Non-arteritic anterior ischemic optic neuropathy (NAION) refers to loss of blood flow to the optic nerve (which is the cable that connects the eye to the brain). This condition typically causes sudden vision loss in one eye, without any pain. In many cases, the patient notices significant loss of vision in one eye immediately upon waking up in the morning. The visual loss typically remains fairly stable, without getting markedly better or worse once it has occurred.
Non-arteritic anterior ischemic optic neuropathy (NAION) is due to impaired circulation of blood to the front of the optic nerve. It is called “non-arteritic” because there is reduced blood flow without true inflammation of the blood vessels (as there is in arteritis). It is called “anterior” because the reduced blood flow and injury to the optic nerve happen at the front-most part of the nerve, where the nerve meets the eye. It is called “ischemic” because that is the word that describes injury due to reduced blood flow. Finally, it is called an “optic neuropathy” because it is an injury to the optic nerve, which disrupts the ability of eye to send information to the brain.
The exact mechanism causing reduced blood flow to the optic nerve in NAION is not proven, but it is known that this condition occurs more often when a patient has conditions such as diabetes, high blood pressure, and sleep apnea. Smoking may also elevate the risk of developing NAION. Most patients with NAION have an anatomical variation of the optic nerve, making its contents very tight and crowded. This anatomy probably contributes to the impaired circulation that causes NAION.
Although it is controversial, some researchers believe that another risk factor for NAION may be the use of blood pressure medications at nighttime, contributing to lower blood pressure during sleep. Another controversy regarding the cause of NAION concerns the use of medications for erectile dysfunction. The link to these medications is not proven, and current studies are trying to carefully address this question.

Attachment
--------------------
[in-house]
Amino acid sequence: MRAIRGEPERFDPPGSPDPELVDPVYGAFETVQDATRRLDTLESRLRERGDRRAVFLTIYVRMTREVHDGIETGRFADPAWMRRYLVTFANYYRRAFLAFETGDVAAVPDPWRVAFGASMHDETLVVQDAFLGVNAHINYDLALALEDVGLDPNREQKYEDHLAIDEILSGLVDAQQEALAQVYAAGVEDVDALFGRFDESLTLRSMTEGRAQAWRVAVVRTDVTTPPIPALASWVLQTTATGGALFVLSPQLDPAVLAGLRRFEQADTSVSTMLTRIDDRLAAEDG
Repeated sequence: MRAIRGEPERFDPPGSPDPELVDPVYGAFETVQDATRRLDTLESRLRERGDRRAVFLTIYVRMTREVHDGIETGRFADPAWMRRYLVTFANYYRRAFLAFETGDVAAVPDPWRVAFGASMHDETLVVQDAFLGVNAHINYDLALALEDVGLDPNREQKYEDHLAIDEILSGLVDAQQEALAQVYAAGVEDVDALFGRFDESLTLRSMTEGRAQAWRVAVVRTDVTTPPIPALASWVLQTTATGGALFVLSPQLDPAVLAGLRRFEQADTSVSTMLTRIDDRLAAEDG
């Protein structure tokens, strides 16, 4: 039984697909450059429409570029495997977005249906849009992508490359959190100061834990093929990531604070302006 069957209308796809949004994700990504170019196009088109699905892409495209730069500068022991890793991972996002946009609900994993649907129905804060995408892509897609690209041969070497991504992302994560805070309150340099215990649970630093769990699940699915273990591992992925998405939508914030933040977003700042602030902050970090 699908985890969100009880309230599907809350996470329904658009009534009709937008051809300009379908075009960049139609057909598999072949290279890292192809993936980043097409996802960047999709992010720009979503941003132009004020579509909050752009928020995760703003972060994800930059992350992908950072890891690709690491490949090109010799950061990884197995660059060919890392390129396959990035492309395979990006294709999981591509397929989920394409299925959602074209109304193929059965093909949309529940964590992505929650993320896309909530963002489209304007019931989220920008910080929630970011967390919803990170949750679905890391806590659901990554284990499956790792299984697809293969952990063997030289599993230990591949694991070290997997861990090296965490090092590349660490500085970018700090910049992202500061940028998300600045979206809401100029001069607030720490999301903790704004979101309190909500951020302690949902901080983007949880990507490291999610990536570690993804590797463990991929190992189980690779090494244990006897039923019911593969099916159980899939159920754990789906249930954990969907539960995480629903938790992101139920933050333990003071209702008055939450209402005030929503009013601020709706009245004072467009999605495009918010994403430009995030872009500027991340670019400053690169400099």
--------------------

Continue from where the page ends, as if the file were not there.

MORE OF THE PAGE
After taking a thorough history, the doctor will perform a careful examination that includes measuring the visual acuity, color vision, and peripheral visual field. In most cases of ischemic optic neuropathy, the doctor will see swelling of the optic nerve in the back of the eye. Depending on other clinical factors, some blood work may be done to exclude other diseases that affect the optic nerve. For example, it is important to exclude the possibility of Temporal Arteritis, which requires urgent treatment to prevent loss of vision in the other eye. Imaging studies (such as a CT or MRI scan) are not usually needed to diagnose NAION, but might be performed in an atypical case.
Unfortunately, there are no treatments for NAION that are proven to be effective. There have been many clinical trials studying over a dozen different therapies, but none have convincingly improved the visual outcome in patients with NAION. Some studies have investigated the use of corticosteroids (prednisone) and suggested a mild improvement, but these studies did not use rigorous scientific methods, and it remains unknown if steroids are actually helpful.
Eyeglasses do not correct the vision loss due to NAION. Eyeglasses are used to focus light in front of the eye. With NAION, the problem causing loss of vision is in the back of the eye, where the optic nerve exits to connect to the brain. If the affected eye has a separate problem of near-sightedness or far-sightedness, then glasses can be used for that reason, but they do not help the loss of vision due to an injured optic nerve.
Once NAION has occurred in one eye, it is very rare for it to occur again in the same eye. On the other hand, there is approximately a 30% chance that it can occur in the other eye over one’s lifetime.
To try to reduce the risk that NAION occurs in the other eye, the doctor might suggest regular exercise, a healthy diet, and other measures to treat the risk factors of diabetes, high blood pressure, and sleep apnea. For a patient that has had NAION, it is probably reasonable to avoid taking high blood pressure medications before bedtime. It is also often recommended to take daily aspirin, although this treatment is not supported by definite evidence.
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